What would you do?

I picked up my prescription from my regular chemist which includes Plaquinil The box was white and labeled Plaquinal on opening it found that the tablets were different to normal ones, blister pack had Priadel written all over it, firstly thought that this was a cheaper version of Plaquinil Something didn't feel right so googled Priadel to my horror discovered its a drug used for the management of acute manic or hypomanic episodes.

My chemist was closed so contacted another one in the same group, The pharmacist was helpful and replaced the tablets with the right ones, offering his apologies on behalf of the other chemist. He has asked him to contact me on Monday morning, I'm concerned it could happen to someone else with serious results.

We take it for granted that the drugs are checked before being dispensed to stop any errors.

I feel I should do something about it but cannot find any information about where to make a complaint. Would appreciate suggestion.

Anna

14 Replies

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  • Hi Anna, this is shocking. It was lucky you followed your gut instinct. I know one of the regular ladies on here would have details about complaints in pharmacy as she works in the pharmacy herself.

    Good luck getting it sorted out.

    Pet x

  • I always check each and every box and packet, pharmacists are only human, and as such prone to error, it's a good habit to check your meds carefully each month. I too have foundoccasional mistakes!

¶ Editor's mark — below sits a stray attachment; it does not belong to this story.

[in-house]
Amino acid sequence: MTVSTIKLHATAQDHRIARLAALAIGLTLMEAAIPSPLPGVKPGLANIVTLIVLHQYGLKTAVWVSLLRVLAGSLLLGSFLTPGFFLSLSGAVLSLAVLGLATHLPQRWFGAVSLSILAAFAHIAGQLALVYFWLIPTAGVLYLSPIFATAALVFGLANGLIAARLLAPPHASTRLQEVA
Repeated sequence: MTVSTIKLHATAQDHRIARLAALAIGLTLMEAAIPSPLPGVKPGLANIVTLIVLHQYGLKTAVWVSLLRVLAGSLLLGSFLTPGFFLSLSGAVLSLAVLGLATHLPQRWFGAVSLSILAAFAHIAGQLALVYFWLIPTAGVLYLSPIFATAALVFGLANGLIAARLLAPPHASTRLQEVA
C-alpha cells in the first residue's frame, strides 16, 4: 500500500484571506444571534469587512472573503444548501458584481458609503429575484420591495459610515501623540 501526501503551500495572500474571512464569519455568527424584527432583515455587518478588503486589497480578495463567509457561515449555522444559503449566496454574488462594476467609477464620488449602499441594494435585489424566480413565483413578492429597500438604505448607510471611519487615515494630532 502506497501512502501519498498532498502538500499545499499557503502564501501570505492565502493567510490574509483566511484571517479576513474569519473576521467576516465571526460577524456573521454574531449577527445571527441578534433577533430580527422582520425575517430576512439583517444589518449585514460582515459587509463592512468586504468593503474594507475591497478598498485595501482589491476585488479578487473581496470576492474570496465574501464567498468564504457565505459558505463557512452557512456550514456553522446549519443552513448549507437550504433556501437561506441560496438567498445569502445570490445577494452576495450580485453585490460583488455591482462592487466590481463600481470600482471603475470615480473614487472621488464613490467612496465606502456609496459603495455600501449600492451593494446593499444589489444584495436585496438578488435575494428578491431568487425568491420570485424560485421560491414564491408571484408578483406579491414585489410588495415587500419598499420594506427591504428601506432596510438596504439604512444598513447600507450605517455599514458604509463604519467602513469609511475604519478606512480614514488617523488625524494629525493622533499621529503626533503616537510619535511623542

Scary, but not that uncommon..

    Regards, Gina.

  • Sounds as if the chemist was part of a chain of chemists? Although it sounds mean, I'd probably write to management of the chain as they need to know that they could have been liable for nasty accident. Not precisely complaining, and not pointing finger at a specifci person, as accidents do happen, but asking them to check procedures.

  • Thank you for your responses, I'm not looking to blame individuals completely the opposite, I want to make sure it doesnt happen to someone who isnt as aware as many of us.. Gina you say its not uncommon for these mistakes to happen, then for that reason procedures should be improved to stop accidents happening.

  • Hi Anna, I'm afraid I disagree with some of the comments, yes the pharmacist is only human and we do make mistakes but this mistake could have cost someone their life. This error may not have been the chemists, the box could have came into their stock from elsewhere and they could have followed procedure and double checked the box and dosage.

    This mistake could have happened anytime during the supply chain and could go back to the manufactures where there may have been problems in the making/boxing of the drug.

    I think you should make a formal complaint, someone is guilty of negligence, potentially this could have had devastating effect on your health and you must consider if this has happened to you it could have happened to others more vulnerable than you.

    Make a written complaint to the manager of the chemist and copy it to head office, let them investigate properly just in case this is a whole batch that have been wrongly boxed and not an isolated incident.

    Beth xx

  • Hi bb, I totally agree with Beth.

  • I agree with Beth - this is worrying about a batch being wrongly packed. I will check my meds much more carefully in future. Thanks for this!

    Cathie